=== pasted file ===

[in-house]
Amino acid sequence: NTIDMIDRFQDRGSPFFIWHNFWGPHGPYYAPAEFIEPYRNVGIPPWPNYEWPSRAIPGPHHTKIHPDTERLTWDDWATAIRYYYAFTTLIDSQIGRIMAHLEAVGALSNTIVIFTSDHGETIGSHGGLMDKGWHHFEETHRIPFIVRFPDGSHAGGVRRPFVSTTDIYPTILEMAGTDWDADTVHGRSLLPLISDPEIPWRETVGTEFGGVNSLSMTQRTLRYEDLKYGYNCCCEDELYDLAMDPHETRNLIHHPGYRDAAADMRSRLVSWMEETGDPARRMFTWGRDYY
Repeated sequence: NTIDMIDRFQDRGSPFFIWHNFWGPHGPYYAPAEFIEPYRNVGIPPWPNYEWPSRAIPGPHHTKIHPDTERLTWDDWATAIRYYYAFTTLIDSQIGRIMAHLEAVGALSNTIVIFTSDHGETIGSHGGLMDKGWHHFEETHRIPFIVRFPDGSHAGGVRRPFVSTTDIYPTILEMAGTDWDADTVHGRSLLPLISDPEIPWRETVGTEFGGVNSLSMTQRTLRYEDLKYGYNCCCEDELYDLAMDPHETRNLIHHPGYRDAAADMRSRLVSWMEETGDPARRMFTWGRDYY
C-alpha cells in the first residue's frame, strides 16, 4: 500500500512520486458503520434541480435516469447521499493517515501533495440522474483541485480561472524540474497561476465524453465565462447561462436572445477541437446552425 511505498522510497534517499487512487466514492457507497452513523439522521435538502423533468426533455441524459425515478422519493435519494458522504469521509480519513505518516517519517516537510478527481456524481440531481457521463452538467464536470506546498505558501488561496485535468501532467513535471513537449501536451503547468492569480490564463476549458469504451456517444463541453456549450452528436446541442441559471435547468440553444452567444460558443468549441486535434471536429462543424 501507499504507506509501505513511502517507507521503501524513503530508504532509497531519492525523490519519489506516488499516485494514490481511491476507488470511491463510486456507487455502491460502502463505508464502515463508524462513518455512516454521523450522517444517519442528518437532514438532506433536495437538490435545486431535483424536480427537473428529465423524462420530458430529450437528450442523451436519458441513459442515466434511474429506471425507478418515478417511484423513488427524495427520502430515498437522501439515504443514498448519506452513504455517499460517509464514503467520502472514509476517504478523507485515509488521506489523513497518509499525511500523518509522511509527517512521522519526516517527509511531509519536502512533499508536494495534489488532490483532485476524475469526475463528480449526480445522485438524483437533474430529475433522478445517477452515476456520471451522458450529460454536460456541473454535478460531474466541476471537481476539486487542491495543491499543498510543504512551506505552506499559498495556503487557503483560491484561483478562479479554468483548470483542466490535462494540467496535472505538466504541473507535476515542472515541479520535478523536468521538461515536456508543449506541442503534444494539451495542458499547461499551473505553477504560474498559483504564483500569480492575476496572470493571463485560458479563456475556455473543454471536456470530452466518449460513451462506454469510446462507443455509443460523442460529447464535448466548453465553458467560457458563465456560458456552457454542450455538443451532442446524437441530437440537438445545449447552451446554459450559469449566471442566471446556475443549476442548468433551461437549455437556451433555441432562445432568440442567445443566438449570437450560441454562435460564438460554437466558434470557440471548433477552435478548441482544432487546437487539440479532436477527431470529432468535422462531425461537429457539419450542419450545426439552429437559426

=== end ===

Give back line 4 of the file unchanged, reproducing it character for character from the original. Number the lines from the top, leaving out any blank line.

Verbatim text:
C-alpha cells in the first residue's frame, strides 16, 4: 500500500512520486458503520434541480435516469447521499493517515501533495440522474483541485480561472524540474497561476465524453465565462447561462436572445477541437446552425 511505498522510497534517499487512487466514492457507497452513523439522521435538502423533468426533455441524459425515478422519493435519494458522504469521509480519513505518516517519517516537510478527481456524481440531481457521463452538467464536470506546498505558501488561496485535468501532467513535471513537449501536451503547468492569480490564463476549458469504451456517444463541453456549450452528436446541442441559471435547468440553444452567444460558443468549441486535434471536429462543424 501507499504507506509501505513511502517507507521503501524513503530508504532509497531519492525523490519519489506516488499516485494514490481511491476507488470511491463510486456507487455502491460502502463505508464502515463508524462513518455512516454521523450522517444517519442528518437532514438532506433536495437538490435545486431535483424536480427537473428529465423524462420530458430529450437528450442523451436519458441513459442515466434511474429506471425507478418515478417511484423513488427524495427520502430515498437522501439515504443514498448519506452513504455517499460517509464514503467520502472514509476517504478523507485515509488521506489523513497518509499525511500523518509522511509527517512521522519526516517527509511531509519536502512533499508536494495534489488532490483532485476524475469526475463528480449526480445522485438524483437533474430529475433522478445517477452515476456520471451522458450529460454536460456541473454535478460531474466541476471537481476539486487542491495543491499543498510543504512551506505552506499559498495556503487557503483560491484561483478562479479554468483548470483542466490535462494540467496535472505538466504541473507535476515542472515541479520535478523536468521538461515536456508543449506541442503534444494539451495542458499547461499551473505553477504560474498559483504564483500569480492575476496572470493571463485560458479563456475556455473543454471536456470530452466518449460513451462506454469510446462507443455509443460523442460529447464535448466548453465553458467560457458563465456560458456552457454542450455538443451532442446524437441530437440537438445545449447552451446554459450559469449566471442566471446556475443549476442548468433551461437549455437556451433555441432562445432568440442567445443566438449570437450560441454562435460564438460554437466558434470557440471548433477552435478548441482544432487546437487539440479532436477527431470529432468535422462531425461537429457539419450542419450545426439552429437559426